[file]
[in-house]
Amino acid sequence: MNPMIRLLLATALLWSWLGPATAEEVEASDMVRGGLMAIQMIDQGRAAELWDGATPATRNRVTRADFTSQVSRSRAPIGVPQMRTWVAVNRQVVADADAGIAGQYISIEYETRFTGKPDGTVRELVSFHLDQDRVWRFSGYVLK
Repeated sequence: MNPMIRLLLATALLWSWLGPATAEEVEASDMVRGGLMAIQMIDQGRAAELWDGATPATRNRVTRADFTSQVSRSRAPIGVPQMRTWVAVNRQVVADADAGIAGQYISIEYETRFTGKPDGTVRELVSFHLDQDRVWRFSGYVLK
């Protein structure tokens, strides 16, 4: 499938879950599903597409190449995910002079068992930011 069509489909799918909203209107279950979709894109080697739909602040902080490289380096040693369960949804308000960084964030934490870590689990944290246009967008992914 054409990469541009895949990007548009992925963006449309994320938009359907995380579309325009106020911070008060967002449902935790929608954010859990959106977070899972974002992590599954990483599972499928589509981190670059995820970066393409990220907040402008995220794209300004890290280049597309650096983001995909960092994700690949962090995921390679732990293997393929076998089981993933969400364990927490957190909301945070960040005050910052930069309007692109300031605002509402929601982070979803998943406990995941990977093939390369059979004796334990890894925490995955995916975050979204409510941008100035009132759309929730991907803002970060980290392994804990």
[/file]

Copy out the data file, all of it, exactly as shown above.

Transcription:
[in-house]
Amino acid sequence: MNPMIRLLLATALLWSWLGPATAEEVEASDMVRGGLMAIQMIDQGRAAELWDGATPATRNRVTRADFTSQVSRSRAPIGVPQMRTWVAVNRQVVADADAGIAGQYISIEYETRFTGKPDGTVRELVSFHLDQDRVWRFSGYVLK
Repeated sequence: MNPMIRLLLATALLWSWLGPATAEEVEASDMVRGGLMAIQMIDQGRAAELWDGATPATRNRVTRADFTSQVSRSRAPIGVPQMRTWVAVNRQVVADADAGIAGQYISIEYETRFTGKPDGTVRELVSFHLDQDRVWRFSGYVLK
């Protein structure tokens, strides 16, 4: 499938879950599903597409190449995910002079068992930011 069509489909799918909203209107279950979709894109080697739909602040902080490289380096040693369960949804308000960084964030934490870590689990944290246009967008992914 054409990469541009895949990007548009992925963006449309994320938009359907995380579309325009106020911070008060967002449902935790929608954010859990959106977070899972974002992590599954990483599972499928589509981190670059995820970066393409990220907040402008995220794209300004890290280049597309650096983001995909960092994700690949962090995921390679732990293997393929076998089981993933969400364990927490957190909301945070960040005050910052930069309007692109300031605002509402929601982070979803998943406990995941990977093939390369059979004796334990890894925490995955995916975050979204409510941008100035009132759309929730991907803002970060980290392994804990």